The recent closure of Coinhive, combined with the prolonged bear market seem to be heralding the cryptojacking end. With crypto prices being higher and the majority of users not even aware cryptojacking existed, for a time it was extremely profitable.

The program to mine Monero was actually created as a means of legitimately monetizing web pages. Instead of those pesky ads which openly state that Google made a profit from your search history, this mining software simply harnessed a tiny fraction of the computing power of every website visitor.

If a website was very popular, a lot of power was harnessed in order to mine Monero. This allowed for site owners to score a profit without having to deal with advertisements. The theory was good, the practice however, went entirely the wrong way.

This software which was aimed to the greedy ad companies was quickly turned on the very people it intended to help. Cryptojacking was born and millions of devices ended up being affected.  This resulted in a lot of electric bills going up which was probably one of the first hints which began to alarm people.

Eventually the issue spiraled out of control and even government websites and university network had to be shut down.

The situation was so severe that Google resorted to banning all crypto mining extensions from the Chrome store. Тhis unfortunately included even the legitimate ones.

Additionally, an NSA leak was indirectly responsible for cryptojacking rising by 459% last year. The Eternal Blue software was leaked and sold by a group known as the Shadow Brokers. After it was sold, the Eternal Blue software allowed attackers to exploit Windows-based systems.

The cryptojacking end could have come earlier

As things began to spiral even further out of control, Coinhive became the world’s biggest malware threat. It was estimated that over 5% of all the Monero which was mined came through cryptojacking. Inevitably, when the profits of Coinhive shrunk, so did those of the attackers.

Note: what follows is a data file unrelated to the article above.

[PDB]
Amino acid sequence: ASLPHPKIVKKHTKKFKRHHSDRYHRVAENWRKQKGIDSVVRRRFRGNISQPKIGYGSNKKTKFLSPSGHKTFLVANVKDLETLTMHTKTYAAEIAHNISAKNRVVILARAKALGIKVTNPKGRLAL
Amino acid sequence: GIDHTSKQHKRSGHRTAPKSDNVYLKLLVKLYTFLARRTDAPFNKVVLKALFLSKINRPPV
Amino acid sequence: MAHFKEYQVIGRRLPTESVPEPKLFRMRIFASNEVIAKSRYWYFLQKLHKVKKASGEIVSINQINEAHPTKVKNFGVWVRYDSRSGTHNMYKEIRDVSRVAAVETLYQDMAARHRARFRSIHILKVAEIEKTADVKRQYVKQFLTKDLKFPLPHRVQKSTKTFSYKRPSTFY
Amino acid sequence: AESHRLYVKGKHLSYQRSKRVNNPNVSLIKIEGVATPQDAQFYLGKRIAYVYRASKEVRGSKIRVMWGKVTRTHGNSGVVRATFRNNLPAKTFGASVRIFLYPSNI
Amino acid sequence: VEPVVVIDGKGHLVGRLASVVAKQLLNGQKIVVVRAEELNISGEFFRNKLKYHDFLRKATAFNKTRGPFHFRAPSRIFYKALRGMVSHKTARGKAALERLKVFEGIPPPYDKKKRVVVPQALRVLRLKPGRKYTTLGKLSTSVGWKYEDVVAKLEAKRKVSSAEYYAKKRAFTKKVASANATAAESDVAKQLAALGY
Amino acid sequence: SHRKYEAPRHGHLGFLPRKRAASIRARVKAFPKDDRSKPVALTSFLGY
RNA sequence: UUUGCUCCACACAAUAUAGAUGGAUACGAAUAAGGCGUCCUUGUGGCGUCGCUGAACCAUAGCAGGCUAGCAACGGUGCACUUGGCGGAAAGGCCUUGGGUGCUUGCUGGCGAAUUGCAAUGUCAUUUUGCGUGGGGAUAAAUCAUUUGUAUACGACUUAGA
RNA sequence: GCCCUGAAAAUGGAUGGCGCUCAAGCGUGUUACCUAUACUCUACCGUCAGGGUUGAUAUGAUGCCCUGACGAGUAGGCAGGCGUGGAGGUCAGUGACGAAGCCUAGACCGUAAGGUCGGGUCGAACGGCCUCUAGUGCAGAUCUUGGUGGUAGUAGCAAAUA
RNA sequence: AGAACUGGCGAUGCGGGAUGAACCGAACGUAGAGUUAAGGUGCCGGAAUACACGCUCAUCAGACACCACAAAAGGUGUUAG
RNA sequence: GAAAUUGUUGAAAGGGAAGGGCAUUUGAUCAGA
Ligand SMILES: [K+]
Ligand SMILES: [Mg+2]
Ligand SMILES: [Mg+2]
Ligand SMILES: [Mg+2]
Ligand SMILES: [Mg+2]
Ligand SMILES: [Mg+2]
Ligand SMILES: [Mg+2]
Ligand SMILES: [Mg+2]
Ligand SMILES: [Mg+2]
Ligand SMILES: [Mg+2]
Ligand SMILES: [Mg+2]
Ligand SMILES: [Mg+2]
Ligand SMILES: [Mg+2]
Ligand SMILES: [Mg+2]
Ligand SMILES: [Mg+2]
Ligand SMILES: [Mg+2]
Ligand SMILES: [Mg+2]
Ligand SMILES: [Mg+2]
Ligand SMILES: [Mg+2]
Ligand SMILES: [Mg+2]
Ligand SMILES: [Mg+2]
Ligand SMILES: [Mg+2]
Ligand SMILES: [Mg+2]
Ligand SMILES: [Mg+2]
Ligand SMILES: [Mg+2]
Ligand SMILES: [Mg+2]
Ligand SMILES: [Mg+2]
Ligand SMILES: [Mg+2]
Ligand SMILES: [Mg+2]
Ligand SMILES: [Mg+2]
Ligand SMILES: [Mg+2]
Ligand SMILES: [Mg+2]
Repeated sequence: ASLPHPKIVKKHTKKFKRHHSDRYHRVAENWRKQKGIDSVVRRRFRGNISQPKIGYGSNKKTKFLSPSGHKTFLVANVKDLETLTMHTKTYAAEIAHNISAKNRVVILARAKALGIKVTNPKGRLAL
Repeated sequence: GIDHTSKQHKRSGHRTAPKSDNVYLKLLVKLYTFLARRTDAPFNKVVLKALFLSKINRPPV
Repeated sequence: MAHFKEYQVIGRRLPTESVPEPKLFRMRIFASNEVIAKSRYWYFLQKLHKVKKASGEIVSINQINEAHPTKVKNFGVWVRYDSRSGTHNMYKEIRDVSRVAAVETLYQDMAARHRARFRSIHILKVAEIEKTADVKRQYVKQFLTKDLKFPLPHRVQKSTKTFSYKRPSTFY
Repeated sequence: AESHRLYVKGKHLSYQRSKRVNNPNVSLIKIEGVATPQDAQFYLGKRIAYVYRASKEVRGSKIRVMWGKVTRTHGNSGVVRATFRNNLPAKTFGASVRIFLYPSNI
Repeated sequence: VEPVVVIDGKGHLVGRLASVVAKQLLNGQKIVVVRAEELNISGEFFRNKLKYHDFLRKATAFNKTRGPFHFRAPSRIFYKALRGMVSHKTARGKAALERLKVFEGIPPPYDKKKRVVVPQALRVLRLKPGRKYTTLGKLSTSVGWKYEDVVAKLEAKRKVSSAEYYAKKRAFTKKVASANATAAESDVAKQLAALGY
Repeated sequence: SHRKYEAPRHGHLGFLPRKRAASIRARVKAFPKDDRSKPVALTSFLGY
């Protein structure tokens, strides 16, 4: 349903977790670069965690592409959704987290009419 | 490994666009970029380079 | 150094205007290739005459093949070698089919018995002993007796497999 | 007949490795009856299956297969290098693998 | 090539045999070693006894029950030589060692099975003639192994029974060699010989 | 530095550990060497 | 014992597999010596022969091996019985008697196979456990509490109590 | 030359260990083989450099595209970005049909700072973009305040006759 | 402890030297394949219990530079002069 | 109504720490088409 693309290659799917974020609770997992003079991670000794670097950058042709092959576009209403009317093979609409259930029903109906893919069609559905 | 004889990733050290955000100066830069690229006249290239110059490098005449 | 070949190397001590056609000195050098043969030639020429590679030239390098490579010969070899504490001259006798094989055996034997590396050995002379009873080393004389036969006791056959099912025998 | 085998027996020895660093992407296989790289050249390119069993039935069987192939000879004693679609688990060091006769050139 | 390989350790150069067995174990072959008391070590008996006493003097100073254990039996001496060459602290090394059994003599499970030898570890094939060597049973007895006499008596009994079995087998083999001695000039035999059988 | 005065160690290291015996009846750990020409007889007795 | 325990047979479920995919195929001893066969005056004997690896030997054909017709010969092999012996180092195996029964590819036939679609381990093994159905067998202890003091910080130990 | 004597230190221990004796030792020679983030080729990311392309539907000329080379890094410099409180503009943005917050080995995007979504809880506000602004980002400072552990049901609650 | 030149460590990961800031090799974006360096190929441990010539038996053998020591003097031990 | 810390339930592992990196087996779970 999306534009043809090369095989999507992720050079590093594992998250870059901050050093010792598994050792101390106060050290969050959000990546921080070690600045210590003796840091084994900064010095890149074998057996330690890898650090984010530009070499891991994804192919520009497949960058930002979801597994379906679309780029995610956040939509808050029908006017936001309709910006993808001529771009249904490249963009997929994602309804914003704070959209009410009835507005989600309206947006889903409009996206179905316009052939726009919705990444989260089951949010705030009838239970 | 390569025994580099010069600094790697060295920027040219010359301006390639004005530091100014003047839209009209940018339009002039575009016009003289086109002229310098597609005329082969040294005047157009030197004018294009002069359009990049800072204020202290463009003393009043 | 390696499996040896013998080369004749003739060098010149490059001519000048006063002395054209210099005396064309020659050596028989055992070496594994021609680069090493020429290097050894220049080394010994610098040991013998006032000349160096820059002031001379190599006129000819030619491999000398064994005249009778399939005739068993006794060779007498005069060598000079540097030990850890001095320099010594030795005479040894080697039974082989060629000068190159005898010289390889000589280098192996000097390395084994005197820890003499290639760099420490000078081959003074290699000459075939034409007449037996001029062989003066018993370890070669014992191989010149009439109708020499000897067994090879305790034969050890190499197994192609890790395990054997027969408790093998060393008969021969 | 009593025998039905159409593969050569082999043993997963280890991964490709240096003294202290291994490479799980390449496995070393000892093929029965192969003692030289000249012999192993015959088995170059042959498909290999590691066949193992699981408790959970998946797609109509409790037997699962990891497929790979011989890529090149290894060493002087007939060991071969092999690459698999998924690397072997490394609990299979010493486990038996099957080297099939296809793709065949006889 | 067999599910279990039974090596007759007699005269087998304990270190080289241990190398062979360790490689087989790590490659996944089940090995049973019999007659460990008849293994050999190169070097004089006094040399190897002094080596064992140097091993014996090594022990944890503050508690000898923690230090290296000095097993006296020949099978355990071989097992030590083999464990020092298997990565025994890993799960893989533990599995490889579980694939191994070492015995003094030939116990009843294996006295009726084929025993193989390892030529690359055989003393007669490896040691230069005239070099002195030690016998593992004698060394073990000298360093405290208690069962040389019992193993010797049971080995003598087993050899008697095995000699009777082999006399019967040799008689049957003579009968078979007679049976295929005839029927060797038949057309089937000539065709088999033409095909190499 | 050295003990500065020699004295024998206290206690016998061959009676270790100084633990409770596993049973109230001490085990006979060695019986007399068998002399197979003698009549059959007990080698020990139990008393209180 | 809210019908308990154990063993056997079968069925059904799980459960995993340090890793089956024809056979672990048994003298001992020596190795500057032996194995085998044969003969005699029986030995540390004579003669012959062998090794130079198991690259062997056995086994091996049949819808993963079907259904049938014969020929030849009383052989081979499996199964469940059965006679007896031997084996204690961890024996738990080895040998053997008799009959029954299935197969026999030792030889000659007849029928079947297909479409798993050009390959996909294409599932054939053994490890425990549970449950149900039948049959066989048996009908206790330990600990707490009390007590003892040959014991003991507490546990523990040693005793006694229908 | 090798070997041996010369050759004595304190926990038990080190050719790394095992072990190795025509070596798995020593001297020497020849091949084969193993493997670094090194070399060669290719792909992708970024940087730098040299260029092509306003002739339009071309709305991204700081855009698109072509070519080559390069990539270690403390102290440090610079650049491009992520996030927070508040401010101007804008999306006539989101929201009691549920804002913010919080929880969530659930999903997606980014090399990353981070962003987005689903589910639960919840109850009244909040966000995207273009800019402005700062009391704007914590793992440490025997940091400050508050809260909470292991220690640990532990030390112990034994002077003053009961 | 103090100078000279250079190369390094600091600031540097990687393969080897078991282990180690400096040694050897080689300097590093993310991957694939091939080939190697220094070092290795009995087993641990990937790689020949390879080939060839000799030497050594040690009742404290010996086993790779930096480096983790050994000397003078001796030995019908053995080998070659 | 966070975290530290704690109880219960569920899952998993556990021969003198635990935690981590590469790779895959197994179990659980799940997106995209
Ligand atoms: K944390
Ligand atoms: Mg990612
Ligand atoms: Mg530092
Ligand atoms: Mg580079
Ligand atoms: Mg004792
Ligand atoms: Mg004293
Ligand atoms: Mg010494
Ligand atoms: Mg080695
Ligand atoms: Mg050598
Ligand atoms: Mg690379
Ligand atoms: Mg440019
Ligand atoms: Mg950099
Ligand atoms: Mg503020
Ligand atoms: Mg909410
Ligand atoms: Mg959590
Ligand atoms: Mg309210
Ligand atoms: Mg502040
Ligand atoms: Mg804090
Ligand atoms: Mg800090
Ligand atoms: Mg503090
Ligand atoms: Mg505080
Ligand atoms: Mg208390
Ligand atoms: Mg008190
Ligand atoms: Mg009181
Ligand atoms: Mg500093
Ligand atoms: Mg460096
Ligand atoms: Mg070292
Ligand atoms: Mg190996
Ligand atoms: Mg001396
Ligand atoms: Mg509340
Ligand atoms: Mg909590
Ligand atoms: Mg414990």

Last month, Coinhive announced their shut down and many people thought this signaled the end of cryptojacking.

Reports came out claiming that cryptojacking was in no point profitable as one report even stated that an attack which hijacked 5000 websites managed to mine only $24 worth of Monero. When we take into account that all cryptojacking software is basically a modified version of Coinhive, it makes sense that attackers are facing the same problems. With the cryptojacking end finally here, attackers are forced to turn to other strategies.

With Coinhive no longer operational, other threats are bound to rise up. Statistically, Coinhive accounted for over 60% of the cryptojacking market. This means that the other 40% are used and are likely to see an increase in usage.

There is no possible replacement for cryptojacking when it comes to global malware threats. Most reports and security firms are pointing to Cryptoloot as the next top contender. So, despite the closure of Coinhive, the malware issue is here to stay. If we can safely declare that the end of crypto jacking has come, what’s coming afterwards is bound to even more troublesome.

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Ian Karamanov

About Ian Karamanov

Based in Sofia, Bulgaria. Writing about cryptocurrency, politics, finance and esports. Keen interest in unedited history, spirituality and freedom.

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